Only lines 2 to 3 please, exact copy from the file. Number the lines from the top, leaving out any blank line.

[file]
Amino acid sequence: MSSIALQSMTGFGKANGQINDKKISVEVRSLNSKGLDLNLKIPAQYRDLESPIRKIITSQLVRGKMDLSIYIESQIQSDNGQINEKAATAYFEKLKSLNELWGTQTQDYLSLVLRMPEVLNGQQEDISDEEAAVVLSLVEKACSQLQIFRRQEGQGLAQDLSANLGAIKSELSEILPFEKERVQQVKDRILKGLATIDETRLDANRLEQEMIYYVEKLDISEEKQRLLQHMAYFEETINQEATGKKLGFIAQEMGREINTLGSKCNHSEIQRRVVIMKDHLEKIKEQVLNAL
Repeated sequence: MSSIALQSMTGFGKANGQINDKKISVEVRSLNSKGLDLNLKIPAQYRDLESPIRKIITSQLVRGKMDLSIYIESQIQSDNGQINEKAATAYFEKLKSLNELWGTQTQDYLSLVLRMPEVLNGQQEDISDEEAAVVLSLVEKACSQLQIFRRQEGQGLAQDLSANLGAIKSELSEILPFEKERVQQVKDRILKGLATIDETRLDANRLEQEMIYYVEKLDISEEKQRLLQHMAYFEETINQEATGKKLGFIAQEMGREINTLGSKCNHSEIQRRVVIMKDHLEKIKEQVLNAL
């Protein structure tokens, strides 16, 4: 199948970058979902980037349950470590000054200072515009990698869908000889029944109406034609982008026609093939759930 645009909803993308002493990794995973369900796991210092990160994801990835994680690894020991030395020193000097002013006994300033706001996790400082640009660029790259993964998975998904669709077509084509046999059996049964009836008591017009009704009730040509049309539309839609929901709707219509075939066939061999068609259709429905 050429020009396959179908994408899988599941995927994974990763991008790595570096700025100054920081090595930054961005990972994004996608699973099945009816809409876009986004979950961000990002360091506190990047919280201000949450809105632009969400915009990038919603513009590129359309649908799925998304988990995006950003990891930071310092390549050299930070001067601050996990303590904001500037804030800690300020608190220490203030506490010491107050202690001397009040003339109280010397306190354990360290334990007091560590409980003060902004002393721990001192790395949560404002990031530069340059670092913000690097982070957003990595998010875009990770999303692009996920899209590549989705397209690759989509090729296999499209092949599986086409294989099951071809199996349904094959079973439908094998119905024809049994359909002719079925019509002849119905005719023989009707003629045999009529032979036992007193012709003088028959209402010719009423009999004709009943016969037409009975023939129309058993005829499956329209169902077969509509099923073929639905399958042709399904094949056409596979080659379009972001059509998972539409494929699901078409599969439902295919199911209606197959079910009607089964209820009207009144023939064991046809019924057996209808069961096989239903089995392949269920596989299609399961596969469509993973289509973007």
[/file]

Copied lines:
Repeated sequence: MSSIALQSMTGFGKANGQINDKKISVEVRSLNSKGLDLNLKIPAQYRDLESPIRKIITSQLVRGKMDLSIYIESQIQSDNGQINEKAATAYFEKLKSLNELWGTQTQDYLSLVLRMPEVLNGQQEDISDEEAAVVLSLVEKACSQLQIFRRQEGQGLAQDLSANLGAIKSELSEILPFEKERVQQVKDRILKGLATIDETRLDANRLEQEMIYYVEKLDISEEKQRLLQHMAYFEETINQEATGKKLGFIAQEMGREINTLGSKCNHSEIQRRVVIMKDHLEKIKEQVLNAL
């Protein structure tokens, strides 16, 4: 199948970058979902980037349950470590000054200072515009990698869908000889029944109406034609982008026609093939759930 645009909803993308002493990794995973369900796991210092990160994801990835994680690894020991030395020193000097002013006994300033706001996790400082640009660029790259993964998975998904669709077509084509046999059996049964009836008591017009009704009730040509049309539309839609929901709707219509075939066939061999068609259709429905 050429020009396959179908994408899988599941995927994974990763991008790595570096700025100054920081090595930054961005990972994004996608699973099945009816809409876009986004979950961000990002360091506190990047919280201000949450809105632009969400915009990038919603513009590129359309649908799925998304988990995006950003990891930071310092390549050299930070001067601050996990303590904001500037804030800690300020608190220490203030506490010491107050202690001397009040003339109280010397306190354990360290334990007091560590409980003060902004002393721990001192790395949560404002990031530069340059670092913000690097982070957003990595998010875009990770999303692009996920899209590549989705397209690759989509090729296999499209092949599986086409294989099951071809199996349904094959079973439908094998119905024809049994359909002719079925019509002849119905005719023989009707003629045999009529032979036992007193012709003088028959209402010719009423009999004709009943016969037409009975023939129309058993005829499956329209169902077969509509099923073929639905399958042709399904094949056409596979080659379009972001059509998972539409494929699901078409599969439902295919199911209606197959079910009607089964209820009207009144023939064991046809019924057996209808069961096989239903089995392949269920596989299609399961596969469509993973289509973007």